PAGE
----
The shtick that has turned Future into one of hip hop’s biggest superstars casts him as a drug-addled club rat, drinking lean to numb the pain; this was more or less the premise of his last album, DS2, which was a huge critical and commercial success. The updated hipster take on Future is that he’s a doomed, lovelorn soul who turns his druggy misery into art like a sizzurp-sipping Cobain. This kind of revisionism is necessary in order to listen to such mindless music without irony, because Future’s songs are unbelievably repetitive and dreary.
But in a recent interview with The Source, Future as much as admitted that his persona is a fabrication designed to sell records. “I’m not like super drugged out or [a] drug addict,” he said. “My music may portray a certain kind of image […] because I feel like that’s the number one thing everybody likes to talk about. It’s a catch.” His fans have responded to this, bizarrely, by trying to ignore it. If Future isn’t really a drug addict, the hipster take is wrong and he’s just a craven opportunist who parlays trapped-out nihilism into record sales. You have to engage the music on its own merits; it can’t be an authentically interesting portrait of drug abuse because Future himself admits that it’s not authentic.
So how you feel about Purple Reign, his new mixtape, will pretty much come down to whether or not the trap-god persona he’s created appeals to you, because one thing he doesn’t do is innovate. Lyrically, he sticks to pills, lean, guns, strippers and the mean streets of Atlanta — few rappers have less range. He expresses contempt for everyone he knows, everything he spends his time doing and, by proxy, himself, although his worst vitriol is aimed at women. Even his flow is maddeningly repetitive, because his raps have no bounce, no interplay with the beat. A typical Future verse reads like a series of flat statements, each ending on the same sound. Therefore, when pulled out of the song and onto the page, his lyrics are almost comically stupid: “I pull up wherever I want, I do whatever I want / You take her on dates and I won’t, you holding her hand and I won’t / You do whatever I won’t and I do whatever I want.”
The guy’s not trying to make Illmatic here, what he’s aiming for is bangers. And he’s written a few good ones, like “Jumpman” and “I Serve The Base,” which were two of 2015’s best. Nothing on Purple Reign is that good, but the highlights hit hard. “Inside The Mattress,” about Future’s favorite stash spot, has a nice premise, and on “All Right” his autotune is hooky and melodic. The best beats on the album are the ones that give Future’s voice a little space to work with. Metro Boomin’s minimalist beat on “All Right” showcases the verse well, and “Run Up,” produced by DJ Spinz, forces Future out of his comfort zone. But most of the beats are more or less an interchangeable stew of 808s, snare rolls and twinkly keyboards, so Future’s voice ends up fading into the mix. The songs have little replay value and “Drippin How U Love That,” which sounds like a bad Fetty Wap impression, is a particular lowlight. It’s not that I don’t like the trap sound in and of itself, but Future compares unfavorably to the baroque, experimental work of, say, Travi$ Scott. Trap can be — and has been — done better.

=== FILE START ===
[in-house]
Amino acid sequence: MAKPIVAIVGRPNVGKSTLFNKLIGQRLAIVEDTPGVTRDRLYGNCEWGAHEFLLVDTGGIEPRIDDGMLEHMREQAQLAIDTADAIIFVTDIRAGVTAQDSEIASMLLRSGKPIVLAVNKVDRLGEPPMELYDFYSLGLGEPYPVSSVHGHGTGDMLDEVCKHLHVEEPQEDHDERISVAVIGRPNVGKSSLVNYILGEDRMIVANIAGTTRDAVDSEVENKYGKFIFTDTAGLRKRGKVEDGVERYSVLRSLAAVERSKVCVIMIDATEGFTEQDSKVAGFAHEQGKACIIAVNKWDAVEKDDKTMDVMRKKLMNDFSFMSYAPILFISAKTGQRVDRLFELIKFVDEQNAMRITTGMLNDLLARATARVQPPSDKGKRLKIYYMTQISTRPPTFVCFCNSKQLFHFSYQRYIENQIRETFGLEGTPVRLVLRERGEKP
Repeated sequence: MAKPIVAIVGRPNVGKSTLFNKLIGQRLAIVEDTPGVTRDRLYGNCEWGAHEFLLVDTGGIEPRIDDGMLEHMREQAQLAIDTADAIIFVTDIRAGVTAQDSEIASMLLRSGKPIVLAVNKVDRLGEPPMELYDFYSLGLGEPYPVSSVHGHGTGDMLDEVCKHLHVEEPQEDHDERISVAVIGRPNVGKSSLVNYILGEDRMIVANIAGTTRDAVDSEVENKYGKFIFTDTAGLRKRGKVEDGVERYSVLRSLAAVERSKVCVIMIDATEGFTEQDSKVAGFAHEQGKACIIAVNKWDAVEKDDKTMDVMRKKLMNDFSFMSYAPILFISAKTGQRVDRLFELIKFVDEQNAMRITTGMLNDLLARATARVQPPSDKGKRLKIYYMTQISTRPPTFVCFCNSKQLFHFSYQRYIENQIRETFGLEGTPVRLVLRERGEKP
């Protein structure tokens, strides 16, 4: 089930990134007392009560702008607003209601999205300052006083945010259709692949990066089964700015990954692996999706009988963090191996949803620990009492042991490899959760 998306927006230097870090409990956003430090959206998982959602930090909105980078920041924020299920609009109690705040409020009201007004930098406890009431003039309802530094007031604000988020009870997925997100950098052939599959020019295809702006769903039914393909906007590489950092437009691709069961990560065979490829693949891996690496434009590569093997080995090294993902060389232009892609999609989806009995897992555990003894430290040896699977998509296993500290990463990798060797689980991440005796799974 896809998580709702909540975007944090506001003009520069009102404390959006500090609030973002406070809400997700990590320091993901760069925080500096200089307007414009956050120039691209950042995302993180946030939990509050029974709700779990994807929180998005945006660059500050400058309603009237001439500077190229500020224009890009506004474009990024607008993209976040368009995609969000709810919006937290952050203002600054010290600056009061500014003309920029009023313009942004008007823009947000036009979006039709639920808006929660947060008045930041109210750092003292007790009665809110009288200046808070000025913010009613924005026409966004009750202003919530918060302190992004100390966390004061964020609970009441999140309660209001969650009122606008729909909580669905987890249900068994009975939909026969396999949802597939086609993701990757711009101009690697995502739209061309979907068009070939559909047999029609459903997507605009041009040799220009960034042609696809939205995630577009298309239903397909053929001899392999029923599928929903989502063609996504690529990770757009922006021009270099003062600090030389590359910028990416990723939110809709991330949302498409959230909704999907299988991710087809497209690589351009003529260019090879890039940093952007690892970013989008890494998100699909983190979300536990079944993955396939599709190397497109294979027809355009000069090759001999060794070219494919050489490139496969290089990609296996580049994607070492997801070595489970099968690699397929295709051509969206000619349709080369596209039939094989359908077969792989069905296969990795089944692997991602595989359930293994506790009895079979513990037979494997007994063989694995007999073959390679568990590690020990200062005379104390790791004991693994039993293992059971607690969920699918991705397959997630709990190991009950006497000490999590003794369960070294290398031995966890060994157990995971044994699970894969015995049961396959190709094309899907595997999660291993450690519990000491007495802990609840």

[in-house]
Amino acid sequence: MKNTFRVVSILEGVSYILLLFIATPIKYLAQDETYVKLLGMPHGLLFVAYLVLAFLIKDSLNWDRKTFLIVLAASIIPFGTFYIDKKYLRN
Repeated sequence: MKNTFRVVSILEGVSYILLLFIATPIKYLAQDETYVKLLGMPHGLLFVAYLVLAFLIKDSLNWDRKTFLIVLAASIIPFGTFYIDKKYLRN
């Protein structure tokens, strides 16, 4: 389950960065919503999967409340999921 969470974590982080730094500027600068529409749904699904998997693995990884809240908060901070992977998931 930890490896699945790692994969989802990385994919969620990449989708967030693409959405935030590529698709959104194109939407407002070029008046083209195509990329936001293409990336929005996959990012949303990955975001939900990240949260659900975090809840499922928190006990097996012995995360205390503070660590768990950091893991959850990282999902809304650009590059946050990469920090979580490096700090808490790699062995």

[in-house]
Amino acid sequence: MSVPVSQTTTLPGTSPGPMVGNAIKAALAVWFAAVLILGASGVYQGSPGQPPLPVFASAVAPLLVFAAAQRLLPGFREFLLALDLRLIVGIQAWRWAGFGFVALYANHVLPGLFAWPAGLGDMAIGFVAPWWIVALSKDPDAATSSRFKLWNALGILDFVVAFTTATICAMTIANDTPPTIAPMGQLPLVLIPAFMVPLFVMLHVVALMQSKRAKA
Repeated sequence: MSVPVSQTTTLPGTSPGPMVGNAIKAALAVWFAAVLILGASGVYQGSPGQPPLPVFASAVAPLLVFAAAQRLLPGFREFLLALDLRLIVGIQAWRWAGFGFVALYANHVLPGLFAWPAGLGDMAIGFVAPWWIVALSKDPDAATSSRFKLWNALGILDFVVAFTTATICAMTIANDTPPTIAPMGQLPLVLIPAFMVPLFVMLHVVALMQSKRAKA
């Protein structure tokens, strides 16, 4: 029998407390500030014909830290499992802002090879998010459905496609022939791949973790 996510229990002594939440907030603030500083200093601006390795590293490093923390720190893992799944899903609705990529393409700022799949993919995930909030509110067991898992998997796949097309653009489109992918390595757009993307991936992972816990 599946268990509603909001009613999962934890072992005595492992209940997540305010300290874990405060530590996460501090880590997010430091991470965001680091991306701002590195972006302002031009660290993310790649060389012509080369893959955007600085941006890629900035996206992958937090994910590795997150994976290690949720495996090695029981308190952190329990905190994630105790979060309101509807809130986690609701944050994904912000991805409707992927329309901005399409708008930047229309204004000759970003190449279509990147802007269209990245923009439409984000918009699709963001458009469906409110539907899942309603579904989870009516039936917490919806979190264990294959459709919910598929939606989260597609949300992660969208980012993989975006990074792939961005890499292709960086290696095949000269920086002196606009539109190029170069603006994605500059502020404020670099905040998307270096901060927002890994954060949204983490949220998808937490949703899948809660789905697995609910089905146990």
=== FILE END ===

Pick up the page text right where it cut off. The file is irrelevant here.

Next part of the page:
Sometimes the guy manages to work a shambling, garbled charisma. The best parts of DS2 allowed you to empathize with Future, but there’s really not much of that on this mixtape. The lone exception is the mournful title track, in which he personifies lean as his girlfriend. The rest of the tape is a fun-free slog through drugs and pussy. It’s not his subject matter I object to as much as his complete lack of wit in describing it.
I suspect that a Future fan would say that my criticisms of Purple Reign completely miss the point. This fan, I imagine, would argue that Future’s music isn’t designed to be critically scrutinized, it’s designed to slap in the club. The success or failure of Purple Reign as a work of art would depend on how it fares at high volume, not when hyper-analyzed through headphones. I don’t think this perspective is entirely wrong — I bet that’s how Future sees it, at least — and when judged by that standard, Purple Reign is a moderate success. It’s hard to criticize an album for doing what it sets out to do.
But I don’t think that’s a particularly lofty goal, and I think it’s been done way more artfully by many other rappers. I don’t think Future is authentic, which I could live with if I liked the persona he’s created for himself. To like Future, you either have to listen without paying close attention or resort to complicated justifications for why he’s cool. I don’t think he’s cool, and despite its occasional high points, I don’t think you should download Purple Reign.
Max Van Zile is a junior in the College of Arts and Sciences. He can be reached at firstname.lastname@example.org.